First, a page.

ARCIA responds to comms reform consultation
Spectrum access, private LTE, standards and compliance, and enforcement issues top ARCIA’s list of concerns.
In its response to the consultation paper on the federal government’s 2020 Radiocommunications Reform proposals, ARCIA has raised concerns about equitable spectrum access, as well as compliance and enforcement issues.
Noting that it represents around 60,000 holders of LMR apparatus licences and growing interest from its members in spectrum availability for private LTE systems, the Association noted that it had been “consistently pressing the ACMA for higher levels of transparency in all spectrum management areas”.
As far as the ACMA’s Five Year Spectrum Outlook is concerned, ARCIA said that it concurs “that it is a valuable tool for the regulator to both report to the Minister through the Department, as well as to the users of the spectrum and the public. Although not a perfect document yet it is well on the way to being a highly valuable management tool.”
With regard to private LTE, the Association said that it “is going to be a developing market and will lead to the next wave of efficiency and productivity gains for many industry segments, [and] as such there has to be consideration given to the specific needs of spectrum in these markets”.
“We are concerned that there has to be a balanced approach regarding equitable access to spectrum as well as providing a level of certainty for licensees who will have invested significant capital into providing services,” it added.
Equipment and standards
Equipment rules are another area of concern, with the Association noting that “where the modernised equipment rules are outlined, we welcome the concept and can see benefits in moving away from the rigid standards regime managed by Standards Australia (SA)”, adding that “where products are manufactured locally, we can see the need for SA to be involved, but in the modern market where products are sourced from off-shore suppliers the SA regime is no longer viable”.
“The weakness in the proposed system will be maintaining access to the relevant equipment rules, as even with the present system there is little information available from the ACMA website that indicates to potential users of the spectrum what the actual equipment standards are,” the submission said.
“How can we expect non-technical importers or users to access information if even technical people cannot navigate the supposed source of the data?”
Compliance and enforcement are two more areas where “we have ongoing concerns … for the longer term,” the Association said, noting that “even today it is becoming more difficult to have the ACMA Field Operations staff respond to interference problems in a timely manner in areas outside of the main centres”.
“The new Act would seemingly be trying to improve the potential for ensuring compliance and enforcement, yet without some form of protection of the resources to provide these services the Act will be full of ‘hollow promises’,” the Association said.
“It is our belief that there needs to be some form of link between the funds generated by the enforcement actions of the ACMA Field Operations team and the resources they are provided to continue the work.”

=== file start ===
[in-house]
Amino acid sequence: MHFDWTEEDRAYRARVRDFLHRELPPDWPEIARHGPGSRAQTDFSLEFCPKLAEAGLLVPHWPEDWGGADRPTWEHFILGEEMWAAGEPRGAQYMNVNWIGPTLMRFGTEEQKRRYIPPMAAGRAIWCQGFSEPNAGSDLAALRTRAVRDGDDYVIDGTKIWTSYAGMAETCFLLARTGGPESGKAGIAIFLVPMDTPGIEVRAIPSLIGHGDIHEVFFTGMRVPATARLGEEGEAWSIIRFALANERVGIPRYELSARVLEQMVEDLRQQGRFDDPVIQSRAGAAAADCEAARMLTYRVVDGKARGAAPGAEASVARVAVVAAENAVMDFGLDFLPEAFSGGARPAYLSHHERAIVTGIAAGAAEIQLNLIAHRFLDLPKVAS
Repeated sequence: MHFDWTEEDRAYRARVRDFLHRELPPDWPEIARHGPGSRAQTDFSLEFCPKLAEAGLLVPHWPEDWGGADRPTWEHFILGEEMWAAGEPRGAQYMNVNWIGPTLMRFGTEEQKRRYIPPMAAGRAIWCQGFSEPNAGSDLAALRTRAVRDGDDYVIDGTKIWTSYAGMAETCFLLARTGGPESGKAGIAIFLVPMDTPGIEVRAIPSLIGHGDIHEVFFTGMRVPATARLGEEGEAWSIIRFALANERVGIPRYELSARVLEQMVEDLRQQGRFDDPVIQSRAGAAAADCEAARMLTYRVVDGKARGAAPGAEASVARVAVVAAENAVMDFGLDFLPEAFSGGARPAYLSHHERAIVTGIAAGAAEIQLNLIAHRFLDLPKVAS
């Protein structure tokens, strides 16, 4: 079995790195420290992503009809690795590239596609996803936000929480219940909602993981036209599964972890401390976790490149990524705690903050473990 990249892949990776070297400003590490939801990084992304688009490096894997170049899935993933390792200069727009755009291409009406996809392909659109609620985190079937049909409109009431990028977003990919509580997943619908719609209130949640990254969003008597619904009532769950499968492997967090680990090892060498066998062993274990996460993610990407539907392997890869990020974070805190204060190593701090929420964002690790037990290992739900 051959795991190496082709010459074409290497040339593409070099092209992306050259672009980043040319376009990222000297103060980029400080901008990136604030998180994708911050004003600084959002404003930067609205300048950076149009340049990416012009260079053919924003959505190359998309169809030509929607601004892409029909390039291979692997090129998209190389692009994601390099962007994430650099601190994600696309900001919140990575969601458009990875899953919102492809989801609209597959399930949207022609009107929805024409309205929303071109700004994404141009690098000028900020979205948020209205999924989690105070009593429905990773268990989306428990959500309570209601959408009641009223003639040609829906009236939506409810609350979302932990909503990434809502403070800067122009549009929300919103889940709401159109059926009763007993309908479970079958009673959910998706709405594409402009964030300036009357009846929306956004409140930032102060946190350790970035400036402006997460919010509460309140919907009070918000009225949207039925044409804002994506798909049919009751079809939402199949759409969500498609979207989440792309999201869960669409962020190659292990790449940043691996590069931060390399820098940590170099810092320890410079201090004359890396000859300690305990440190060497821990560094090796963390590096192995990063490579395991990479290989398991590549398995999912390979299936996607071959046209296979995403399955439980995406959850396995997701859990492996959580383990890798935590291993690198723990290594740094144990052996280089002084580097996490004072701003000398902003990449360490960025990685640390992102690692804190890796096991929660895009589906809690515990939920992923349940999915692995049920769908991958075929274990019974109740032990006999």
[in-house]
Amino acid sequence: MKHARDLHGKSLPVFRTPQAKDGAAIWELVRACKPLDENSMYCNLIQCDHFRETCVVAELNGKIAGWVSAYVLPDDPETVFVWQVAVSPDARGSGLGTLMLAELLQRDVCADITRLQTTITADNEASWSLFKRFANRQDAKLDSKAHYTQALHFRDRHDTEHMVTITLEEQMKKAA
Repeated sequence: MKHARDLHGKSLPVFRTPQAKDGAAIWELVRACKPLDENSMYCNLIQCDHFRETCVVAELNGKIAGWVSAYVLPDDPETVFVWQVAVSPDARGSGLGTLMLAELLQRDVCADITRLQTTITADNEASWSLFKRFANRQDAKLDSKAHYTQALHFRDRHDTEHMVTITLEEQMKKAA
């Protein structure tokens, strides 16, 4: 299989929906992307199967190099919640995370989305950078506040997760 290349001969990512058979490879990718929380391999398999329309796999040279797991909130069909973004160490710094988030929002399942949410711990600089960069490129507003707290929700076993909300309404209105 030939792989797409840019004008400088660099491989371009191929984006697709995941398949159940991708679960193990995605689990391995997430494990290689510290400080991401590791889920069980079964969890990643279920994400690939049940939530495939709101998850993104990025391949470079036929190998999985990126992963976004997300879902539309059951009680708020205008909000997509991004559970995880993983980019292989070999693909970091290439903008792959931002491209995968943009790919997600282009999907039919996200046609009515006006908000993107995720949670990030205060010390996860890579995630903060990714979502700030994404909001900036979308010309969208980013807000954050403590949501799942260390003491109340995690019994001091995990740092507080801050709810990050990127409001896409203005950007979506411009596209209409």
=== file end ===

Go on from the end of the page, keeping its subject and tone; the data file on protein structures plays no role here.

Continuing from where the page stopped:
“One of the biggest concern for our members is the risk that poor management of the spectrum will result in loss of efficiency to the many users of the spectrum, and this will inevitably result in a loss of efficiency for our national economy,” ARCIA said.
“The proposals under the revised Act will give the ACMA many powers to make the management and regulation of the spectrum a much simpler and easier process, we do not want to see any watering down of the resources or the will of the ACMA to implement and manage these new facilities.
“When we look at the increasing of powers regarding accrediting external bodies to assist with the ACMA workload, maybe consideration should be given to extending some of the powers to enable licensed users of the spectrum to take civil action where their use of the spectrum is being interfered with by others.”
Summarising its response, ARCIA said that “we support the proposed changes to the Act and … we feel that maybe the role of the Act is changing and will soon encompass most of that covered by the Telecommunications Act at present”.
“This merging of technologies, plus the development of new technologies opens up the risk that unless the Act brings actions as well as words, the electromagnetic spectrum will suffer significant degradation and a valued resource will be compromised.”
ARCIA added that the revisions of the Act “are generally positive and we would sincerely hope that they will be embraced by both the regulator and the users in general”, adding that “we would trust that the past situation of a high degree of emphasis on the provision of spectrum to one group of users, the public carriers, will be tempered by the need to recognise that other demands exist for spectrum and that grouping large blocks of spectrum to cover large geographic areas is not necessarily the only or best possible solution”.
You can read more about the Exposure draft of Radiocommunications Legislation Amendment (Reform and Modernisation) Bill at https://www.communications.gov.au/have-your-say/exposure-draft-radiocommunications-legislation-amendment-reform-and-modernisation-bill.
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